Today marks the 206th anniversary of Abraham Lincoln’s birth, which also makes it the 150th anniversary of his last birthday in 1865. Not coincidentally, it is also the 150th anniversary of Henry Highland Garnet’s landmark sermon/speech in the House of Representatives (extended excerpt available here), in which he exhorted Congress to "Emancipate, Enfranchise, Educate.”
To commemorate the recent passage by the House of the Thirteenth Amendment on January 31st, the House chaplin, with support of congressional Republicans and the Administration, invited Henry Highland Garnet to be the first African-American to deliver a Sunday sermon in the House to a general audience (apparently a common use of the chamber when the House was not in session), and to do so on Lincoln’s birthday.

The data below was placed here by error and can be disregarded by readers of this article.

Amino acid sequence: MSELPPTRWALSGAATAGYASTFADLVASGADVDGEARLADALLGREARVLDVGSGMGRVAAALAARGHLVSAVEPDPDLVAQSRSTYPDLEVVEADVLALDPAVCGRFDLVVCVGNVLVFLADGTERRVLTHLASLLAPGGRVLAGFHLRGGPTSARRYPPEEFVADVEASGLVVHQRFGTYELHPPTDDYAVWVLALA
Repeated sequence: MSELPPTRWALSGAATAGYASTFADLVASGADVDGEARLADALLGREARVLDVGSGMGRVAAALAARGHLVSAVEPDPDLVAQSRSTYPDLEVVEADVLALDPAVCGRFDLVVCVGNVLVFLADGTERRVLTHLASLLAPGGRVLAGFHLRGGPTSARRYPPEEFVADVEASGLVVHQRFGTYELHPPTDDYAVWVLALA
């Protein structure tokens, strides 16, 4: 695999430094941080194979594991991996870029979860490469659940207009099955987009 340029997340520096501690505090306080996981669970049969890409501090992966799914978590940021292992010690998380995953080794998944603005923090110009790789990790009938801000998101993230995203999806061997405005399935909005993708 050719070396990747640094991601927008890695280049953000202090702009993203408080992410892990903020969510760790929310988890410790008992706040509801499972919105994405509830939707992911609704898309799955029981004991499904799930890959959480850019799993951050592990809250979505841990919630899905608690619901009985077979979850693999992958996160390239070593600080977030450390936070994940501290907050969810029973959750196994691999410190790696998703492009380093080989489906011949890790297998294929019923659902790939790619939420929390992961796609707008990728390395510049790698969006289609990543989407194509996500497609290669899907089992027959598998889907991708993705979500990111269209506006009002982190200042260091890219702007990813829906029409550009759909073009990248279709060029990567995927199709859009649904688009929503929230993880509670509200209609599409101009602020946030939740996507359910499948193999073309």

Garnet was in many ways an unusual choice for this role. He had been a leader of what is often described as the black nationalist wing of the abolition movement. In 1843 he had famously called for slave rebellion and praised Denmark Vesey and Nathanial (Nat) Turner. And he had been a founder of the antebellum emigrationist movement.
The fact that he was invited to deliver this speech shows just how far things had moved by 1865. The war had affirmed Garnet’s violent resistance position and obviated the immediate need for emigration. Garnet had worked to establish black army units and recruit black soldiers. He was also serving as minister at the Fifteenth Avenue Presbyterian Church in Washington, D.C. Accompanied by his church's choir (which was considered one of the best in the country), Garnet spoke to a standing-room audience. By all accounts they rocked the House.